I hope you guys have been enjoying this glorious weather as much as I have. As much as the humidity makes my hair frizz like a poodle and my body perspire from head to toe, I’ll take it if it means blue, lush skies, birds chirping and beautiful, vibrant sunshine everyday.
As I mentioned previously, my Watermelon Island detox was to set me up for a summer of clean, raw eating. So the actual detox itself didn’t last for as long as I anticipated, but it still did its job.
I have been feeling absolutely fabulous since the cleanse, eating high carb, low fat plant-based whole foods. I can feel my body thanking me everyday.
While keeping up my daily exercise…
One must realize that as much as a vegan diet is kinder, more sustainable, and almost always healthier than an animal product-based diet, there are many different forms of it.
Simply eating vegan is actually a pretty easy feat. There are so many look-a-like, taste-a- like substitutes to any standard American diet food, tons of bread and junk food galore.
Don’t get me wrong, it is so very admirable to make the commitment to go vegan, realizing that your decision on what to eat everyday impacts so much more than just yourself. And so many people make the change for so many different reasons – health, environment, animal welfare.
For those that go vegan as a worthwhile investment in health, there is quite a learning curve. When I first went vegan, I did A LOT of research to insure I was getting every nutrient I possibly needed to be the healthiest I could be, but I really have learned so much more since.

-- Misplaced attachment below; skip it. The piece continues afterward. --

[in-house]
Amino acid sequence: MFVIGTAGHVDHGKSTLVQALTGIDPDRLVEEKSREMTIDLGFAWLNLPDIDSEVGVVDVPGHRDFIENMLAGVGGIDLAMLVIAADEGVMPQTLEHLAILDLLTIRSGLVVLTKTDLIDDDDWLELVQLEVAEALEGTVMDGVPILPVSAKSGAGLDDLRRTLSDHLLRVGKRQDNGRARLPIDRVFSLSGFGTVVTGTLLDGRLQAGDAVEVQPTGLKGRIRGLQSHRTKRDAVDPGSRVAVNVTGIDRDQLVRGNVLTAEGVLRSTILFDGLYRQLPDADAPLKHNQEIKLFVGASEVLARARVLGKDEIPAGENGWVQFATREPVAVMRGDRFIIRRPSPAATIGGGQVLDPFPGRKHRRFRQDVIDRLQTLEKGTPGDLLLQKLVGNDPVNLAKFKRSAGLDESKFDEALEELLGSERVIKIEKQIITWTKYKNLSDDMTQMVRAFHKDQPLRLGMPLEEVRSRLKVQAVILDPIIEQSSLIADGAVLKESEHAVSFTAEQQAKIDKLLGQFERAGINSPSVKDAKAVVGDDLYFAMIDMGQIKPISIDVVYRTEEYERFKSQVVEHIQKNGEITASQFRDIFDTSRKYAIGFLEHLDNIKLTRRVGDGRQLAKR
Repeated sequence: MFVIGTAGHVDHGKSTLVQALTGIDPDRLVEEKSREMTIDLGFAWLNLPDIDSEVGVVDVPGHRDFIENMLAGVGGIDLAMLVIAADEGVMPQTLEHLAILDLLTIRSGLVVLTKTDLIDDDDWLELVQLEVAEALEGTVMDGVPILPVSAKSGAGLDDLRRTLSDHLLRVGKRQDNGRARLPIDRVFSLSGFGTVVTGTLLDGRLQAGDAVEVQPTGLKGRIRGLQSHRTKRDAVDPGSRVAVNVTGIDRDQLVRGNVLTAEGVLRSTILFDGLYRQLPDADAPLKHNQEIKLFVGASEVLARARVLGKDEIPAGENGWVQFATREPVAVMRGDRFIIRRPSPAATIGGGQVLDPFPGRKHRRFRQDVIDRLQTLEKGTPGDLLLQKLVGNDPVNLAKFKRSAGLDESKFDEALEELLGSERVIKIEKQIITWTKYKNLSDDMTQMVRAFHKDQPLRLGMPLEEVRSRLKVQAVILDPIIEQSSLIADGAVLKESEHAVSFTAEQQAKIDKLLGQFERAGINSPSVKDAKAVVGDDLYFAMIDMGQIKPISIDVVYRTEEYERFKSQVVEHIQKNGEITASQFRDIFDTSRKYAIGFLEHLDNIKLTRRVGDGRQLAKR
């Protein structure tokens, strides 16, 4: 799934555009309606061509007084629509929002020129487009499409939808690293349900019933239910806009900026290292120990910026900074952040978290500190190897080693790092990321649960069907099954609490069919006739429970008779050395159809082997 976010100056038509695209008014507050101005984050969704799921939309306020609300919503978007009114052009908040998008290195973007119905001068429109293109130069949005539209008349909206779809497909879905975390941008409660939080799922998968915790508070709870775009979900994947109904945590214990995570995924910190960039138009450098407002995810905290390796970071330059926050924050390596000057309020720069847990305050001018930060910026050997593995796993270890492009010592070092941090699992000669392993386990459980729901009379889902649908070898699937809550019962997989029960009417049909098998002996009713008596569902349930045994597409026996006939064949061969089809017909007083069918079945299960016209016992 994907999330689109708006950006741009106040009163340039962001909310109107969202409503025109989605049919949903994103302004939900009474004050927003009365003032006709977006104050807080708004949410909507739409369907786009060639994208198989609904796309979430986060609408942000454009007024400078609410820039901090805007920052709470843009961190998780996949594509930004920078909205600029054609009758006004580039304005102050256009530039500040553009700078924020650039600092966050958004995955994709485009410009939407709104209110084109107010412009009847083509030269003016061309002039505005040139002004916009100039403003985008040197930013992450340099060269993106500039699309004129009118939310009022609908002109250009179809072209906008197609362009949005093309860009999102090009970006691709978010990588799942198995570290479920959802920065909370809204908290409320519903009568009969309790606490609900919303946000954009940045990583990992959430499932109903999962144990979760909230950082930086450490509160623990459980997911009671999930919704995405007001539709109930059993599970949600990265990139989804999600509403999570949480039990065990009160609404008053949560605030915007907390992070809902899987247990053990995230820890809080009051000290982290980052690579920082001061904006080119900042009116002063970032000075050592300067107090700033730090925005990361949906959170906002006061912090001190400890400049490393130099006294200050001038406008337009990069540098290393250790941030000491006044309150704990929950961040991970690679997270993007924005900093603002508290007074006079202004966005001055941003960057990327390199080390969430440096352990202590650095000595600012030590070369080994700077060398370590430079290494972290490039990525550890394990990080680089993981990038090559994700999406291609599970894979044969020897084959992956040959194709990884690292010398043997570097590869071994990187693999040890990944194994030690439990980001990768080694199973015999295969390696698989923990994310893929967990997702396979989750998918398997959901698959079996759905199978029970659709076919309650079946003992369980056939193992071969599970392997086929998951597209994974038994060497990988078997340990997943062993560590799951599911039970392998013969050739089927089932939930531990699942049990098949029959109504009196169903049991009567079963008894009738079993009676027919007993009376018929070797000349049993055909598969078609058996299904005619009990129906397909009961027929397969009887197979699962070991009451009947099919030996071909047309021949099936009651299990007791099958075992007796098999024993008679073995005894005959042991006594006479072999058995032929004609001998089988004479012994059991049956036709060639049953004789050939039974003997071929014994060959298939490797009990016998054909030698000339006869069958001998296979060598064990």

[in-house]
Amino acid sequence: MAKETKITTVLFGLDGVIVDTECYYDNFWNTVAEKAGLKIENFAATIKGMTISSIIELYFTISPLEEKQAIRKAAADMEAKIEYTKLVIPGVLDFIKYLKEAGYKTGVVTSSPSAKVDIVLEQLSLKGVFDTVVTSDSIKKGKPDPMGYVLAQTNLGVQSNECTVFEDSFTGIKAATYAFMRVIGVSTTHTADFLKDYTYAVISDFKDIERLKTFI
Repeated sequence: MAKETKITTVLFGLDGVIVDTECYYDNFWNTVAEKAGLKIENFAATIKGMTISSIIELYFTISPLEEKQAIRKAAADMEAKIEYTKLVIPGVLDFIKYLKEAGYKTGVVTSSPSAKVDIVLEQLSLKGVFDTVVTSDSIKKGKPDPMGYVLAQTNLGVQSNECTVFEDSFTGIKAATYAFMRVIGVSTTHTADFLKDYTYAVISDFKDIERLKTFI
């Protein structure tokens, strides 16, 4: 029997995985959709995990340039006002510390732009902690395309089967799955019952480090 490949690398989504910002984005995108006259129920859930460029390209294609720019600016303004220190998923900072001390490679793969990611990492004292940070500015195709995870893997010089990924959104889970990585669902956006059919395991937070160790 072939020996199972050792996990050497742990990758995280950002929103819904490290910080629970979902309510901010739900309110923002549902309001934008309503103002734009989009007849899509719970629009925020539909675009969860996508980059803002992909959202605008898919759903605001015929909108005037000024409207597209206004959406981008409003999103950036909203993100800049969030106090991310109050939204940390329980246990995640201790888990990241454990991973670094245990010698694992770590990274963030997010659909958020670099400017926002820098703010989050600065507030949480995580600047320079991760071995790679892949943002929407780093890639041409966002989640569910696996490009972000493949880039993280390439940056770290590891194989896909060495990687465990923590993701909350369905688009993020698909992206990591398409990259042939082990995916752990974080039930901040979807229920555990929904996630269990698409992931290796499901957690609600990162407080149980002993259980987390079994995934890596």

Vegans that jump right into the lifestyle without educating themselves tend to go heavy on the processed foods, such as soy, refined carbs and refined sugars. These will not give you the long-term health benefits you want. Just the same as any healthy diet, processed foods need to go. Need clarification? Do not buy food in packaging (yes, I know there are exceptions!).
Through this process, I’ve also learned how detrimentally imbalanced the recommended daily nutrient breakdown is, and how sadly misinformed society is on what your body needs to thrive.
Lesson 1 — We don’t need that much protein. Protein deficiency is so rare, only ever seen in people that are truly starving. Know why? Because our bodies only need about 10% protein, give or take. It is ALWAYS the first question I am asked and one of the biggest pet peeves/jokes among the veg community – “but how do you get your protein?” We get our protein from the original source, where animals get their protein – PLANTS! We gotta hand it to the meat and dairy industry for successfully brainwashing billions of people into believing that protein and calcium is the one characteristic their products have that we can’t get anywhere else — a genius marketing ploy if I’ve ever seen one. Although our bodies don’t need much, there is an abundance of protein available in a vegan diet, most dense in legumes, seeds, nuts and dark leafy greens.